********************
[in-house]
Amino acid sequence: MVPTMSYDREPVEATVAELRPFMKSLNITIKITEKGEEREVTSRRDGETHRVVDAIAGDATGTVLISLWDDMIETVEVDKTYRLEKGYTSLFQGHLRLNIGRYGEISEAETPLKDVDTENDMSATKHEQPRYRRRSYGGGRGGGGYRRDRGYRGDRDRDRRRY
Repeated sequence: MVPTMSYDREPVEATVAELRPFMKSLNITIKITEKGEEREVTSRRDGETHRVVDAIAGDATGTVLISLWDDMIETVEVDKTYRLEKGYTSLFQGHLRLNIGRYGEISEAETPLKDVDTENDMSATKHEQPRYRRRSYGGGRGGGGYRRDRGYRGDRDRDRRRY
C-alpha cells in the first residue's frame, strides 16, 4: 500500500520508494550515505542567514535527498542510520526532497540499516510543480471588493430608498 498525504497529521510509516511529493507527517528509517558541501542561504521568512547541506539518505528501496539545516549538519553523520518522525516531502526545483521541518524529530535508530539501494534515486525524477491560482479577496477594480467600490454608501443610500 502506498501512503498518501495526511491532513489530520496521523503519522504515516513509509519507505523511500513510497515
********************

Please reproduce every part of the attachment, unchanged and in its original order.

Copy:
[in-house]
Amino acid sequence: MVPTMSYDREPVEATVAELRPFMKSLNITIKITEKGEEREVTSRRDGETHRVVDAIAGDATGTVLISLWDDMIETVEVDKTYRLEKGYTSLFQGHLRLNIGRYGEISEAETPLKDVDTENDMSATKHEQPRYRRRSYGGGRGGGGYRRDRGYRGDRDRDRRRY
Repeated sequence: MVPTMSYDREPVEATVAELRPFMKSLNITIKITEKGEEREVTSRRDGETHRVVDAIAGDATGTVLISLWDDMIETVEVDKTYRLEKGYTSLFQGHLRLNIGRYGEISEAETPLKDVDTENDMSATKHEQPRYRRRSYGGGRGGGGYRRDRGYRGDRDRDRRRY
C-alpha cells in the first residue's frame, strides 16, 4: 500500500520508494550515505542567514535527498542510520526532497540499516510543480471588493430608498 498525504497529521510509516511529493507527517528509517558541501542561504521568512547541506539518505528501496539545516549538519553523520518522525516531502526545483521541518524529530535508530539501494534515486525524477491560482479577496477594480467600490454608501443610500 502506498501512503498518501495526511491532513489530520496521523503519522504515516513509509519507505523511500513510497515